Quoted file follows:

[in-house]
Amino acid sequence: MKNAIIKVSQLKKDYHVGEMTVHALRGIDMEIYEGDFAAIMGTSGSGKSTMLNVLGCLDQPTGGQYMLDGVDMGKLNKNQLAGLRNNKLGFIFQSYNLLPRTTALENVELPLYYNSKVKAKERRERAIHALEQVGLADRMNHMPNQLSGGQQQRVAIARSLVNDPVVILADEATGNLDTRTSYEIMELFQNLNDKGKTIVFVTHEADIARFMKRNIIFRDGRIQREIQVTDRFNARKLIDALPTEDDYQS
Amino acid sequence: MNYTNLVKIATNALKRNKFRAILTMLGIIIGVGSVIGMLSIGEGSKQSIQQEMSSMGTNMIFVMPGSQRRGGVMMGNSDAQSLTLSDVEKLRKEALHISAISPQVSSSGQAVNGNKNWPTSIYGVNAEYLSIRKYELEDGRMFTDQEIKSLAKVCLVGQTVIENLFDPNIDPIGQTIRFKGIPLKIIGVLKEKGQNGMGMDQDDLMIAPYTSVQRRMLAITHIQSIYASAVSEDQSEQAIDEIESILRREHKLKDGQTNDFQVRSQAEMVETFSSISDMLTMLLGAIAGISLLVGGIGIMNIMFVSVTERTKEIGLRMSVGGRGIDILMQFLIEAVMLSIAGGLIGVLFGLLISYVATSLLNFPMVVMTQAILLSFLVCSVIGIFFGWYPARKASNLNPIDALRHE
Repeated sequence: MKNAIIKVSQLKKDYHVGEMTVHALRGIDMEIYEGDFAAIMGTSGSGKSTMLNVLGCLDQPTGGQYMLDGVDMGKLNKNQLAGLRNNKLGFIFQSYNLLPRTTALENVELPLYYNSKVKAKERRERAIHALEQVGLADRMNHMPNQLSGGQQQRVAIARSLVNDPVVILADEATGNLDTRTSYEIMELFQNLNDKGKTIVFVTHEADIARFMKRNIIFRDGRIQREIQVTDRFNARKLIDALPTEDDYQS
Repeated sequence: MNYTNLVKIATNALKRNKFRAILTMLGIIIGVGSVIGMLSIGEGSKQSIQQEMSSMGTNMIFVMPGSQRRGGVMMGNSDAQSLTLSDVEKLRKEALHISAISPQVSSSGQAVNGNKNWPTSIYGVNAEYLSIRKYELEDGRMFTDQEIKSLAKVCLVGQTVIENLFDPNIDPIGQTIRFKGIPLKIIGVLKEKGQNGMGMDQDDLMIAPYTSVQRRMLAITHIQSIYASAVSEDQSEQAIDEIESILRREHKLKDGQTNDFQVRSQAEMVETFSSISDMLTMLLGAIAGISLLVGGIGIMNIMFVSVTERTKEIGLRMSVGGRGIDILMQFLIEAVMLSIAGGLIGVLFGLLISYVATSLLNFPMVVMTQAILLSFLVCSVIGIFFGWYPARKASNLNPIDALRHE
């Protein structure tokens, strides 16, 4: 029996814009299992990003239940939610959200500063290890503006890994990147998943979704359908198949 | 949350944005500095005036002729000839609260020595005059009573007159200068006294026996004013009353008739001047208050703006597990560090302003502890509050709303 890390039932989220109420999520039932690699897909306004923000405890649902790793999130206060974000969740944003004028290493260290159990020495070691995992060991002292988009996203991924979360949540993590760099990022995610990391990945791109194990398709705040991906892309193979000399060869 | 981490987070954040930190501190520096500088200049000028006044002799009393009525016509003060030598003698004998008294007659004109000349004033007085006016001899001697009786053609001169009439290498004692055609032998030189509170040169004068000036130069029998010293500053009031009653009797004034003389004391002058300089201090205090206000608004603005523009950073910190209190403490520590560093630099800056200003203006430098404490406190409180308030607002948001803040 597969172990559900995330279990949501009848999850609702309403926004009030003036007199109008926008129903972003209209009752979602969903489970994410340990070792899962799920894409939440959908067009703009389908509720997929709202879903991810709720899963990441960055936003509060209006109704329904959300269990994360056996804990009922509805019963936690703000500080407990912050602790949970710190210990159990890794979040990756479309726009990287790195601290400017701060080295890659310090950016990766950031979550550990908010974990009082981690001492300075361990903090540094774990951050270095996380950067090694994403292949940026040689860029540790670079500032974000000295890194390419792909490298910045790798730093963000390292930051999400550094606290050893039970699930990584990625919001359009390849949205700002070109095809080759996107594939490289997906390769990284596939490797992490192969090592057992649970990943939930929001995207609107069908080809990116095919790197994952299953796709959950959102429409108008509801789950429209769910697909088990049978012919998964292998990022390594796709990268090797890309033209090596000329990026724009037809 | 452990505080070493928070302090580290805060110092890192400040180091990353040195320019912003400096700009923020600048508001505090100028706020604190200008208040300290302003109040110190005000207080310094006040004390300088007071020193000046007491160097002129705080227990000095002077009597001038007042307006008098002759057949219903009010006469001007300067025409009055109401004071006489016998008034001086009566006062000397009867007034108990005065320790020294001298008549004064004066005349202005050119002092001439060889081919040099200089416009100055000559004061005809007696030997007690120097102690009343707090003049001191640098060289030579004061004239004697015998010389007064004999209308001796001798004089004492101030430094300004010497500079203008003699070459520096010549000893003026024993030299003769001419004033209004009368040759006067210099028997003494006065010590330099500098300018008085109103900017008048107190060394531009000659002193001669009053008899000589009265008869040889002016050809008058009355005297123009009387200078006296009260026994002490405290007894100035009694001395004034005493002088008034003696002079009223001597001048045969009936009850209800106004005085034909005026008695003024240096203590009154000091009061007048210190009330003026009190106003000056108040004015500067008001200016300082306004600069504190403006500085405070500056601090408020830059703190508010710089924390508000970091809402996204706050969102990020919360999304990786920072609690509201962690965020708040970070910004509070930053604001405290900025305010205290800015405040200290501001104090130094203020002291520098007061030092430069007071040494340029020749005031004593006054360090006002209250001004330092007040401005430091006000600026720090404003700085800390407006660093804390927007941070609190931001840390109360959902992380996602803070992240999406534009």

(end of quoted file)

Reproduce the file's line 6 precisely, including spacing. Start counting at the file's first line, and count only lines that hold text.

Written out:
């Protein structure tokens, strides 16, 4: 029996814009299992990003239940939610959200500063290890503006890994990147998943979704359908198949 | 949350944005500095005036002729000839609260020595005059009573007159200068006294026996004013009353008739001047208050703006597990560090302003502890509050709303 890390039932989220109420999520039932690699897909306004923000405890649902790793999130206060974000969740944003004028290493260290159990020495070691995992060991002292988009996203991924979360949540993590760099990022995610990391990945791109194990398709705040991906892309193979000399060869 | 981490987070954040930190501190520096500088200049000028006044002799009393009525016509003060030598003698004998008294007659004109000349004033007085006016001899001697009786053609001169009439290498004692055609032998030189509170040169004068000036130069029998010293500053009031009653009797004034003389004391002058300089201090205090206000608004603005523009950073910190209190403490520590560093630099800056200003203006430098404490406190409180308030607002948001803040 597969172990559900995330279990949501009848999850609702309403926004009030003036007199109008926008129903972003209209009752979602969903489970994410340990070792899962799920894409939440959908067009703009389908509720997929709202879903991810709720899963990441960055936003509060209006109704329904959300269990994360056996804990009922509805019963936690703000500080407990912050602790949970710190210990159990890794979040990756479309726009990287790195601290400017701060080295890659310090950016990766950031979550550990908010974990009082981690001492300075361990903090540094774990951050270095996380950067090694994403292949940026040689860029540790670079500032974000000295890194390419792909490298910045790798730093963000390292930051999400550094606290050893039970699930990584990625919001359009390849949205700002070109095809080759996107594939490289997906390769990284596939490797992490192969090592057992649970990943939930929001995207609107069908080809990116095919790197994952299953796709959950959102429409108008509801789950429209769910697909088990049978012919998964292998990022390594796709990268090797890309033209090596000329990026724009037809 | 452990505080070493928070302090580290805060110092890192400040180091990353040195320019912003400096700009923020600048508001505090100028706020604190200008208040300290302003109040110190005000207080310094006040004390300088007071020193000046007491160097002129705080227990000095002077009597001038007042307006008098002759057949219903009010006469001007300067025409009055109401004071006489016998008034001086009566006062000397009867007034108990005065320790020294001298008549004064004066005349202005050119002092001439060889081919040099200089416009100055000559004061005809007696030997007690120097102690009343707090003049001191640098060289030579004061004239004697015998010389007064004999209308001796001798004089004492101030430094300004010497500079203008003699070459520096010549000893003026024993030299003769001419004033209004009368040759006067210099028997003494006065010590330099500098300018008085109103900017008048107190060394531009000659002193001669009053008899000589009265008869040889002016050809008058009355005297123009009387200078006296009260026994002490405290007894100035009694001395004034005493002088008034003696002079009223001597001048045969009936009850209800106004005085034909005026008695003024240096203590009154000091009061007048210190009330003026009190106003000056108040004015500067008001200016300082306004600069504190403006500085405070500056601090408020830059703190508010710089924390508000970091809402996204706050969102990020919360999304990786920072609690509201962690965020708040970070910004509070930053604001405290900025305010205290800015405040200290501001104090130094203020002291520098007061030092430069007071040494340029020749005031004593006054360090006002209250001004330092007040401005430091006000600026720090404003700085800390407006660093804390927007941070609190931001840390109360959902992380996602803070992240999406534009």